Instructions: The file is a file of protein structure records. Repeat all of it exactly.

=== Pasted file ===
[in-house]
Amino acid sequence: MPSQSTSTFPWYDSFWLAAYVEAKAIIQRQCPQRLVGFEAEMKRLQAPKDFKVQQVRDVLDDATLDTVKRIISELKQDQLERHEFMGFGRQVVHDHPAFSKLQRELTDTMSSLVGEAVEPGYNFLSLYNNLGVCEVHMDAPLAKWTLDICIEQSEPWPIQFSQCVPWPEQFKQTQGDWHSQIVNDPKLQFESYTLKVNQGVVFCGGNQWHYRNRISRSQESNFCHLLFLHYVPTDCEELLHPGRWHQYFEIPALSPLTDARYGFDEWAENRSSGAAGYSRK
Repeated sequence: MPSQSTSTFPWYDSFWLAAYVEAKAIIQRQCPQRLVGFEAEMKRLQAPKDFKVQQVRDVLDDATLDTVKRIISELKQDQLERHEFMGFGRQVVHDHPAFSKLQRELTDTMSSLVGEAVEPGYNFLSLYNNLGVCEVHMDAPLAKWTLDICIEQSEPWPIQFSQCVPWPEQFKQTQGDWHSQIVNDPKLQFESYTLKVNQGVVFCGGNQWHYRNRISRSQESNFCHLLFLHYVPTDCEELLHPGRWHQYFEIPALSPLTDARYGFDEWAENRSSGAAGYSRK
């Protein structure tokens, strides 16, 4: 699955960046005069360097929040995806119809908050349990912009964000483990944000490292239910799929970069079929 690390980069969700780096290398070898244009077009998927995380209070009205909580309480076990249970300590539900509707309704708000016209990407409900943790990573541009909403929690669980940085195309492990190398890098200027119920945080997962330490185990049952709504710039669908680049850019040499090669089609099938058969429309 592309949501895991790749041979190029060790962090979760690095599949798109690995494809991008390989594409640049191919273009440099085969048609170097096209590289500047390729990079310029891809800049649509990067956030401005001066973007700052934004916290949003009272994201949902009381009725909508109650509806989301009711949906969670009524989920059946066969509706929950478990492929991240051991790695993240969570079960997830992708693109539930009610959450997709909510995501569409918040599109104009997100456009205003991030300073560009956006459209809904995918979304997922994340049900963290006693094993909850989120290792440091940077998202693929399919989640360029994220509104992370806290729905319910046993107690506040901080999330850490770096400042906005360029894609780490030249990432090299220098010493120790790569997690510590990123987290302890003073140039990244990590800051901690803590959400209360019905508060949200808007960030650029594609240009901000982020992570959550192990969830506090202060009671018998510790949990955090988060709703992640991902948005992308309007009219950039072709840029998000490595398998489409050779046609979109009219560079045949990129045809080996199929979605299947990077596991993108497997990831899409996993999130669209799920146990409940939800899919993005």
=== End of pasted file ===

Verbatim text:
[in-house]
Amino acid sequence: MPSQSTSTFPWYDSFWLAAYVEAKAIIQRQCPQRLVGFEAEMKRLQAPKDFKVQQVRDVLDDATLDTVKRIISELKQDQLERHEFMGFGRQVVHDHPAFSKLQRELTDTMSSLVGEAVEPGYNFLSLYNNLGVCEVHMDAPLAKWTLDICIEQSEPWPIQFSQCVPWPEQFKQTQGDWHSQIVNDPKLQFESYTLKVNQGVVFCGGNQWHYRNRISRSQESNFCHLLFLHYVPTDCEELLHPGRWHQYFEIPALSPLTDARYGFDEWAENRSSGAAGYSRK
Repeated sequence: MPSQSTSTFPWYDSFWLAAYVEAKAIIQRQCPQRLVGFEAEMKRLQAPKDFKVQQVRDVLDDATLDTVKRIISELKQDQLERHEFMGFGRQVVHDHPAFSKLQRELTDTMSSLVGEAVEPGYNFLSLYNNLGVCEVHMDAPLAKWTLDICIEQSEPWPIQFSQCVPWPEQFKQTQGDWHSQIVNDPKLQFESYTLKVNQGVVFCGGNQWHYRNRISRSQESNFCHLLFLHYVPTDCEELLHPGRWHQYFEIPALSPLTDARYGFDEWAENRSSGAAGYSRK
């Protein structure tokens, strides 16, 4: 699955960046005069360097929040995806119809908050349990912009964000483990944000490292239910799929970069079929 690390980069969700780096290398070898244009077009998927995380209070009205909580309480076990249970300590539900509707309704708000016209990407409900943790990573541009909403929690669980940085195309492990190398890098200027119920945080997962330490185990049952709504710039669908680049850019040499090669089609099938058969429309 592309949501895991790749041979190029060790962090979760690095599949798109690995494809991008390989594409640049191919273009440099085969048609170097096209590289500047390729990079310029891809800049649509990067956030401005001066973007700052934004916290949003009272994201949902009381009725909508109650509806989301009711949906969670009524989920059946066969509706929950478990492929991240051991790695993240969570079960997830992708693109539930009610959450997709909510995501569409918040599109104009997100456009205003991030300073560009956006459209809904995918979304997922994340049900963290006693094993909850989120290792440091940077998202693929399919989640360029994220509104992370806290729905319910046993107690506040901080999330850490770096400042906005360029894609780490030249990432090299220098010493120790790569997690510590990123987290302890003073140039990244990590800051901690803590959400209360019905508060949200808007960030650029594609240009901000982020992570959550192990969830506090202060009671018998510790949990955090988060709703992640991902948005992308309007009219950039072709840029998000490595398998489409050779046609979109009219560079045949990129045809080996199929979605299947990077596991993108497997990831899409996993999130669209799920146990409940939800899919993005």